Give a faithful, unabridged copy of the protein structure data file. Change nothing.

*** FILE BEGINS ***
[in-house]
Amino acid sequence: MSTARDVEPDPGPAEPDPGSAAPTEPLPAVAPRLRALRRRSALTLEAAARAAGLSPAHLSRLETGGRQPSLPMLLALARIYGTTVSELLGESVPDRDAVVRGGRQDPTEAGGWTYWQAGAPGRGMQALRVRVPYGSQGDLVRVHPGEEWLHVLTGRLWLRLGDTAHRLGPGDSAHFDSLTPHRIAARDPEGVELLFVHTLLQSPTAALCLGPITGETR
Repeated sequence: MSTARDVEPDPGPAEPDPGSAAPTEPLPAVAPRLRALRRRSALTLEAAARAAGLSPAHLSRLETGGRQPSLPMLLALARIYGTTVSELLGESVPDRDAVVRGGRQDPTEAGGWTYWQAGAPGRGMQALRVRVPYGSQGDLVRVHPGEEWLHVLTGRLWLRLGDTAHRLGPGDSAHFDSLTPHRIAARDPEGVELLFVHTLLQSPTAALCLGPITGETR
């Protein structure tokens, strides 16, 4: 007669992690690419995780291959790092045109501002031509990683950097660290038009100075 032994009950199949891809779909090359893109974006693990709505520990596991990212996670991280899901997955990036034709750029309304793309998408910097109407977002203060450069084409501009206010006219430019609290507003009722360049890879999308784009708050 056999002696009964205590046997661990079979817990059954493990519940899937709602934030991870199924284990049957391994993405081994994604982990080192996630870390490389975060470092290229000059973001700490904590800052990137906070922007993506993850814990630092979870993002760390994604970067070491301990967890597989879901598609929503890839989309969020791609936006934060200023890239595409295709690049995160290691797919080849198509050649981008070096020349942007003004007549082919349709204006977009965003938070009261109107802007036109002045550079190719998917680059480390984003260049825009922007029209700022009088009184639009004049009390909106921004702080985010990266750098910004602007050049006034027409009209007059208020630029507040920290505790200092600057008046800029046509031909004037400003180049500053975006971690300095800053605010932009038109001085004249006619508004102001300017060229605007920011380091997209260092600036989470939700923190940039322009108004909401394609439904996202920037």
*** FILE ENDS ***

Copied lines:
[in-house]
Amino acid sequence: MSTARDVEPDPGPAEPDPGSAAPTEPLPAVAPRLRALRRRSALTLEAAARAAGLSPAHLSRLETGGRQPSLPMLLALARIYGTTVSELLGESVPDRDAVVRGGRQDPTEAGGWTYWQAGAPGRGMQALRVRVPYGSQGDLVRVHPGEEWLHVLTGRLWLRLGDTAHRLGPGDSAHFDSLTPHRIAARDPEGVELLFVHTLLQSPTAALCLGPITGETR
Repeated sequence: MSTARDVEPDPGPAEPDPGSAAPTEPLPAVAPRLRALRRRSALTLEAAARAAGLSPAHLSRLETGGRQPSLPMLLALARIYGTTVSELLGESVPDRDAVVRGGRQDPTEAGGWTYWQAGAPGRGMQALRVRVPYGSQGDLVRVHPGEEWLHVLTGRLWLRLGDTAHRLGPGDSAHFDSLTPHRIAARDPEGVELLFVHTLLQSPTAALCLGPITGETR
């Protein structure tokens, strides 16, 4: 007669992690690419995780291959790092045109501002031509990683950097660290038009100075 032994009950199949891809779909090359893109974006693990709505520990596991990212996670991280899901997955990036034709750029309304793309998408910097109407977002203060450069084409501009206010006219430019609290507003009722360049890879999308784009708050 056999002696009964205590046997661990079979817990059954493990519940899937709602934030991870199924284990049957391994993405081994994604982990080192996630870390490389975060470092290229000059973001700490904590800052990137906070922007993506993850814990630092979870993002760390994604970067070491301990967890597989879901598609929503890839989309969020791609936006934060200023890239595409295709690049995160290691797919080849198509050649981008070096020349942007003004007549082919349709204006977009965003938070009261109107802007036109002045550079190719998917680059480390984003260049825009922007029209700022009088009184639009004049009390909106921004702080985010990266750098910004602007050049006034027409009209007059208020630029507040920290505790200092600057008046800029046509031909004037400003180049500053975006971690300095800053605010932009038109001085004249006619508004102001300017060229605007920011380091997209260092600036989470939700923190940039322009108004909401394609439904996202920037």